Uniting the Left

All the evidence so far would point the fact that a working, credible alternative to the Neo-Liberalism promoted by Thatcher, Major, Major and Brown has not yet firmly taken root in the mind of the Electorate.

Ed Miliband has declared many times that New Labour is dead. He has also vocalised the idea of good businesses and bad businesses. Recent months have seen the largest public sector strikes over changes to the pension arrangement for a long time. The Occupy movement has been campaigning in financial centres across the world against the excesses of global finance and capitalism.

However, these strands have not come together, so the left has failed to produce a clear coherent  platform to challenge the Conservative-led Coalition.

Firstly, due to the nature of our electoral system (FPTP), a focus must be made of the Labour Party. The only way to form a Government is get around 40% of the vote across the nation. FPTP results in big tent parties, squeezing out smaller ones.

I would argue strongly that falling turnouts demonstrate that the traditional two-party state we have is dying. Fewer and fewer people identify with Labour or the Conservatives, as the class system that was in place for much of the twentieth century is dead.

We are a more diverse nation in every respect, and so we must change our electoral system to recognise this. I believe that proportional representation should be introduced.

If Labour wants to lead the fight for the left, it must promise PR in it’s first term of Government. Supporters of smaller parties could be encouraged to lend their vote in return for the introduction of PR. If Labour wants to act as the only voice of left, it will fail.

If Labour will not accept PR, and wants to retain the advantage they have under FPTP, then they are as doomed as the Conservatives in the long run. We will see lower and lower turnouts, as the two-party FPTP state nose-dives into terminal decline.

So far the Labour Leadership has been dismissive of the Occupy movement, and lukewarm to strikes. Based on How Britain Voted in 2010 by Ipsos Mori, around 6.5 m people under 35 did not vote, and neither did 8.6 m from the social classes of C2 and DE. To get the votes required to win an election, targeting these groups would be very productive. Labour must not just concentrate on the Blairite route of appealing to soft Conservatives and floating voters. The key is appealing  to non-voters, as it is these who are suffering the most under the Coalition, and will be more receptive to change. Why would they support a system that has done them no favours?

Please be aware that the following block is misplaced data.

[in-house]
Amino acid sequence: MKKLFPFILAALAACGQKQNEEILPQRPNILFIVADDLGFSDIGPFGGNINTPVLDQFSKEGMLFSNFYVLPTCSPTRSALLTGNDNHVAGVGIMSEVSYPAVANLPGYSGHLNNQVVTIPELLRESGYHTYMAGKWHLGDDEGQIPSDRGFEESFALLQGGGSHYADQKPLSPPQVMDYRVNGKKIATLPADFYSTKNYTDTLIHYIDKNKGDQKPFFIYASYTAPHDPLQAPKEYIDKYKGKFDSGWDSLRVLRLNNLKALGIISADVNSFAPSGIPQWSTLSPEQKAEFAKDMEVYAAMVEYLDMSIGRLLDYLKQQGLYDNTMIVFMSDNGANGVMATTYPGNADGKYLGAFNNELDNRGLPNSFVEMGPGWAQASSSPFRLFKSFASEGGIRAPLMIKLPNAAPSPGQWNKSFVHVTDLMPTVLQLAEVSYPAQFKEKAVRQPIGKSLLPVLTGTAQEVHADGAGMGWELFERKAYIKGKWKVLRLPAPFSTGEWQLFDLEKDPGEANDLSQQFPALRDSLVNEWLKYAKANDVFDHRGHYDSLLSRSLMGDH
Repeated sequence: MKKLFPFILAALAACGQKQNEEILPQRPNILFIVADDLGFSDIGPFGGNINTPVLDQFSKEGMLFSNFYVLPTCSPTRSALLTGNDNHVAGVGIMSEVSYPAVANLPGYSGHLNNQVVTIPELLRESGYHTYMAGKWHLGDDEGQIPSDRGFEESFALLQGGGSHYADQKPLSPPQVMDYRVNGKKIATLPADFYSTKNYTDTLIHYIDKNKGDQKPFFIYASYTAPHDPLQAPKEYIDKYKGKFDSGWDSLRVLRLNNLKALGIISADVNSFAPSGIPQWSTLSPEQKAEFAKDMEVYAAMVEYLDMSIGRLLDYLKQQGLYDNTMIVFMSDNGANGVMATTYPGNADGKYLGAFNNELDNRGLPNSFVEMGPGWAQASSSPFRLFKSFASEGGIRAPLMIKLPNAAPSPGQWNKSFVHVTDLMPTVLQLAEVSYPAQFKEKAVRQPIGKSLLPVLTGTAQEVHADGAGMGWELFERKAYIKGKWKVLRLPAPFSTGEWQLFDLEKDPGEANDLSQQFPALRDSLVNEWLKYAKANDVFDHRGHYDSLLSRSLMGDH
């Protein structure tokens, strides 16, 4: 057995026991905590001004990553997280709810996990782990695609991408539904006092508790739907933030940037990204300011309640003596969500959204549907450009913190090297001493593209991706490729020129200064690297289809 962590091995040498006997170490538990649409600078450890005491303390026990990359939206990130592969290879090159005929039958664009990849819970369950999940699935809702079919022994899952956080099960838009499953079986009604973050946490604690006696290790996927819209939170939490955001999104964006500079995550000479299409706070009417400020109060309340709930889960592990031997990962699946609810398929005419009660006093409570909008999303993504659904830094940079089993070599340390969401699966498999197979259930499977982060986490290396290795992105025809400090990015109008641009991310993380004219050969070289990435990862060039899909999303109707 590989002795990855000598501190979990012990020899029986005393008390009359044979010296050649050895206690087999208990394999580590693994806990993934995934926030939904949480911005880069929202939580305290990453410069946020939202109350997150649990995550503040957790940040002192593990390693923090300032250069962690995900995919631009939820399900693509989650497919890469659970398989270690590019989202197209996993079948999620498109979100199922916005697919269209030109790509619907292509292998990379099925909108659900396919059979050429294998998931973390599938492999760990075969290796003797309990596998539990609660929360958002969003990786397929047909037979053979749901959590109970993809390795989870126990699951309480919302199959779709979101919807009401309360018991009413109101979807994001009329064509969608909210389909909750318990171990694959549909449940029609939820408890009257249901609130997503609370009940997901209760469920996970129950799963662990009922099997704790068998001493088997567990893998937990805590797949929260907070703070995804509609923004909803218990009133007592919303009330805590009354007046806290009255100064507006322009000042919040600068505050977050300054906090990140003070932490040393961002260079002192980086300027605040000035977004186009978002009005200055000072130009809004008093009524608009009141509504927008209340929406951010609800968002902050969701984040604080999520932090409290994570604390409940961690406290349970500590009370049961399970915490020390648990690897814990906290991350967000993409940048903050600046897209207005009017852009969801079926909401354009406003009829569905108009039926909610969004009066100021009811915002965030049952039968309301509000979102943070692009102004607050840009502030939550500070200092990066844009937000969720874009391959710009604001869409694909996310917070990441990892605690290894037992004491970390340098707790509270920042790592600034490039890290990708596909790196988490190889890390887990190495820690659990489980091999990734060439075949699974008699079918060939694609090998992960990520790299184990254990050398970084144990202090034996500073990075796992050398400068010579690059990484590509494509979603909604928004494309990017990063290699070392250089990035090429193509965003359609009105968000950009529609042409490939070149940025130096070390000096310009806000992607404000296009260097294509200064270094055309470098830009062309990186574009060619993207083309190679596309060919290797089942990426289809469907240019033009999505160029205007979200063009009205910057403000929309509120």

Secondly, the left needs clearer, bolder messages. To facilitate this I propose a working party of leaders from the left. This could be Labour, The Greens, Unions, possibly student groups too and other organisations. They should generate a broad set of principles of what an alternative to Neo-Liberalism should achieve. Each group involved could then use these principles to guide their individual policies. If a group signed up to these principles generates a new policy, it should ask if it is in the spirit of these principles. If it isn’t it should seriously consider not doing it.

This would not result in identical policies, but a similar direction of travel. This would be useful as such an activity would assist when PR is in operation. These principles should be well publicised.

The fight against Neo-Liberalism will be hard, as those keen to maintain it have the most resources. They will fight hard and dirty, as they  have a lot to lose.

The left needs to work closely and co-operatively to have the best chance of success.

For the sake of the 99%, the left must succeed.

3 thoughts on “Uniting the Left

  1. I agree with most of what you say. A form of PR is undoubtedly something which would benefit liberal, progressive parties, (not least because the current system is one of the reasons the Tories have tended to remain a single electoral force and not split along business and country lines as has often happened in Europe, or effectively become the party of the centre as in France).

    There are als precidents for this, with Charter 88 and the Charter for a Scottish Parliament both attracting the support of representative bodies from across the left. But here too, is the rub. Labour in particular (though I point no fingers here: clearly the Lib Dems are a case in point) tend only to enter into such principaled covenants when they are denied a viable chance of Power.Both the examples I gave were to some extent triggered by feelings of impotance at the height of the Lawson Boom of the late 80’s.

    At present, I can’t see Labour endoursing PR again for at least two electoral cycles, and even then, only if they loose both, because they stand a reasonable chance of squeezing the Liberal Vote out and either forming the Government, or a strong Opposition.

    This is a real shame in my view, but not altogether unsurprising.

    Really Glad I found your page, BTW.


    • Thank you for commenting.

      I really hope you are wrong, but fear you are right.

      It would involve Labour really giving up a massive free bonus they get every election. Turkeys rarely vote for Christmas. In this case it would take an act of giving up this bonus every election for the greater good.

      How deep in the benevolence of Labour MPs for a better democracy?


  2. “the class system that was in place for much of the twentieth century is dead.”

    I really don’t agree with this. Some of the trappings of class may have changed, but the old line-up of bourgeoisie versus proletariat is still there, whatever labels one chooses to use.


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